As part of a move to revamp its fund-raising strategy, the United Jewish Communities has started a joint venture fund to raise significant dollars to help Israeli Arabs.
The organization, which serves as the umbrella of the North American federation system, is raising $750,000 from 15 private donors, foundations, federations and service organizations to start the UJC Venture Fund for Jewish-Arab Equality and Coexistence.
The first of several similar venture funds the UJC plans to roll out in coming months, the project is part of a new fund-raising model designed to attract new donors and revenue streams.
The model, which the UJC is calling “Collaborative Financial Resource Development,” is primarily focused on creating a new line of philanthropic enterprises and recruiting different funders to work on the projects.
Federations and the UJC would act as a convener and facilitator of those special projects, such as joint venture funds, that would not run through the federations’ general campaigns. They would give decision- making responsibilities to the donors.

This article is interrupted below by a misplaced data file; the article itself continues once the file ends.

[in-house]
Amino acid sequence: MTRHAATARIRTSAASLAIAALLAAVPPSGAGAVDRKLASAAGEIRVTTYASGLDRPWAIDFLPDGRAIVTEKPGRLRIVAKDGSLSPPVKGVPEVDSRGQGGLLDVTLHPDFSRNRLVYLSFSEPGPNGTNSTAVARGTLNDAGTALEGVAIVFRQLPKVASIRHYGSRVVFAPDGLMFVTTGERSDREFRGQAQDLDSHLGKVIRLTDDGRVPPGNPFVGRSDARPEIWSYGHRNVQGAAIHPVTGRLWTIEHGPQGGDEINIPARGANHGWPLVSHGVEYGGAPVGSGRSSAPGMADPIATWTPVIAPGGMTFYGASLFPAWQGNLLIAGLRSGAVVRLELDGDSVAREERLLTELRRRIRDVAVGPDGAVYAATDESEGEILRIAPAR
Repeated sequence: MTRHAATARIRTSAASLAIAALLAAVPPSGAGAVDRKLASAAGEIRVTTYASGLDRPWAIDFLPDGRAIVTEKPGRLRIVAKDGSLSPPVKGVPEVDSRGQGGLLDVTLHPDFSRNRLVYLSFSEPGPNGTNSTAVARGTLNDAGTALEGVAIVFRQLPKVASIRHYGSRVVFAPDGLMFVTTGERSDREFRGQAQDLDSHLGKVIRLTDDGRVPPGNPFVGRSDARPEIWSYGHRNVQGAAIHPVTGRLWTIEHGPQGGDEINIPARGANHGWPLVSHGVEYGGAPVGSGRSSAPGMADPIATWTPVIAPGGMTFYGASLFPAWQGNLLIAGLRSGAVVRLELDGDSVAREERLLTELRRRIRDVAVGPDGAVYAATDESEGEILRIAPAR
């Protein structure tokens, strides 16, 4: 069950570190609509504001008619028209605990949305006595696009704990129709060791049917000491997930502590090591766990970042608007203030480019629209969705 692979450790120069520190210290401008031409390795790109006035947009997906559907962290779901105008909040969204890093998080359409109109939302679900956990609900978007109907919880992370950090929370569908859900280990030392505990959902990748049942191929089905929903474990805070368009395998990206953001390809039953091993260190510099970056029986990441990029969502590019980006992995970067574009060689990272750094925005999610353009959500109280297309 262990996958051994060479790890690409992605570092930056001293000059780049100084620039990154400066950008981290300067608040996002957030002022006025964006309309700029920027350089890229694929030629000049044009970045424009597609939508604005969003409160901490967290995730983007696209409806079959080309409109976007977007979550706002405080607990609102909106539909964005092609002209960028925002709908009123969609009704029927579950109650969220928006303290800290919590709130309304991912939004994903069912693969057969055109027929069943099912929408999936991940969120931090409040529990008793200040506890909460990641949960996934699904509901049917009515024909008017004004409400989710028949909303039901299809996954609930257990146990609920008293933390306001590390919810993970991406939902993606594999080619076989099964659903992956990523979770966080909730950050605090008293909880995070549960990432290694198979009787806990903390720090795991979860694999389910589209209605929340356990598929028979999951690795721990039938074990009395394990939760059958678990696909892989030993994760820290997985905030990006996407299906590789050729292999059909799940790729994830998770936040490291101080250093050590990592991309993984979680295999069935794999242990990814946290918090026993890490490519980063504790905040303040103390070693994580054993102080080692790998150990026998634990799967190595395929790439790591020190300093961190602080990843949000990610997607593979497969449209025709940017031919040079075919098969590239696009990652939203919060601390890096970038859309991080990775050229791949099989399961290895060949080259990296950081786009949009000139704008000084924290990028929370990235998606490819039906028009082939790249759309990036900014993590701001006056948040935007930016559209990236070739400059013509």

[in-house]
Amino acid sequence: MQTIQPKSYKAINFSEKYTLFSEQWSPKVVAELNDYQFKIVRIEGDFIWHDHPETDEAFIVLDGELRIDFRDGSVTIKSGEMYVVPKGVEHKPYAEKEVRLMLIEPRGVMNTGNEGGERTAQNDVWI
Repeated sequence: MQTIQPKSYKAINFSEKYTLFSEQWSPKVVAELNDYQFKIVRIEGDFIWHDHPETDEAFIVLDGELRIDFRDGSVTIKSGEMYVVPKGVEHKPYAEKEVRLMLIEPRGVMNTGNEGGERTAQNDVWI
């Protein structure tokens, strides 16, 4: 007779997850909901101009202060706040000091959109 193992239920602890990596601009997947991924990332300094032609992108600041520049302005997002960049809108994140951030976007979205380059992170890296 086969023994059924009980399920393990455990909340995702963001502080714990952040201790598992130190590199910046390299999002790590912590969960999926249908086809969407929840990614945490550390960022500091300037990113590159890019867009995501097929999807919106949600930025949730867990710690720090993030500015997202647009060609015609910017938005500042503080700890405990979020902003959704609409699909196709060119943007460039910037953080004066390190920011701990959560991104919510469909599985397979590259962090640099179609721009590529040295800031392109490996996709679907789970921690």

“The primary purpose is to bring together people with different perspectives, such as private philanthropists and foundations, around an issue that needs to be elevated and highlighted in the Jewish community,” Carol Smokler, the chair of the venture fund, told JTA. “This is a new kind of venture. It is follow-your-dollar, hands-on involvement in an issue.”
The model is a central component to a strategic operations plan launched last year by the UJC to help boost the system’s financial intake.
The UJC wanted to re-examine the entire fund-raising system and “all of our resources,” said Barry Swartz, the organization’s senior vice president of continental community development and capacity building.
“We are beginning to tackle issues that not everybody might want to be involved with,” Swartz said.
The Israeli Arab joint venture fund and the similar funds to be introduced are intended to engage large donors the UJC has not been able to tap.